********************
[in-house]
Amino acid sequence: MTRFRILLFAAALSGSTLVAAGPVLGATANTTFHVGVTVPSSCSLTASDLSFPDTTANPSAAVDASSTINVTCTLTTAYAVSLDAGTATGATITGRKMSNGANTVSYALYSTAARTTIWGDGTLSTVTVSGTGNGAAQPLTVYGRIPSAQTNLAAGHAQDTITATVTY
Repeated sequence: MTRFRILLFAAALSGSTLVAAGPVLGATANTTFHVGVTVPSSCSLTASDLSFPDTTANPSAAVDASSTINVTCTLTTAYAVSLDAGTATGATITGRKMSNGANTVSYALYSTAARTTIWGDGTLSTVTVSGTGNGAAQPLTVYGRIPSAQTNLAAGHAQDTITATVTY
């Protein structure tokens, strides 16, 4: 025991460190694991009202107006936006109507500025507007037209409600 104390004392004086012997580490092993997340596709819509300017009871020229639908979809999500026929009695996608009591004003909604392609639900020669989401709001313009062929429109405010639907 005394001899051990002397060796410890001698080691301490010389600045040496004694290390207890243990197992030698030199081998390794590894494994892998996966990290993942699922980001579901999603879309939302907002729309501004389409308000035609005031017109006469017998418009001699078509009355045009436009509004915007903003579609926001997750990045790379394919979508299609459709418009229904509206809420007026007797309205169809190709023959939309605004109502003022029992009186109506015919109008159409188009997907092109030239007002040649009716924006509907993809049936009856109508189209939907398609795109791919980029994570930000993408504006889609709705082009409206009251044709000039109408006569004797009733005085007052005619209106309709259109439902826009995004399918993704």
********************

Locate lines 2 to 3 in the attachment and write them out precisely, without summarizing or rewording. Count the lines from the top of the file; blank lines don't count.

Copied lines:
Amino acid sequence: MTRFRILLFAAALSGSTLVAAGPVLGATANTTFHVGVTVPSSCSLTASDLSFPDTTANPSAAVDASSTINVTCTLTTAYAVSLDAGTATGATITGRKMSNGANTVSYALYSTAARTTIWGDGTLSTVTVSGTGNGAAQPLTVYGRIPSAQTNLAAGHAQDTITATVTY
Repeated sequence: MTRFRILLFAAALSGSTLVAAGPVLGATANTTFHVGVTVPSSCSLTASDLSFPDTTANPSAAVDASSTINVTCTLTTAYAVSLDAGTATGATITGRKMSNGANTVSYALYSTAARTTIWGDGTLSTVTVSGTGNGAAQPLTVYGRIPSAQTNLAAGHAQDTITATVTY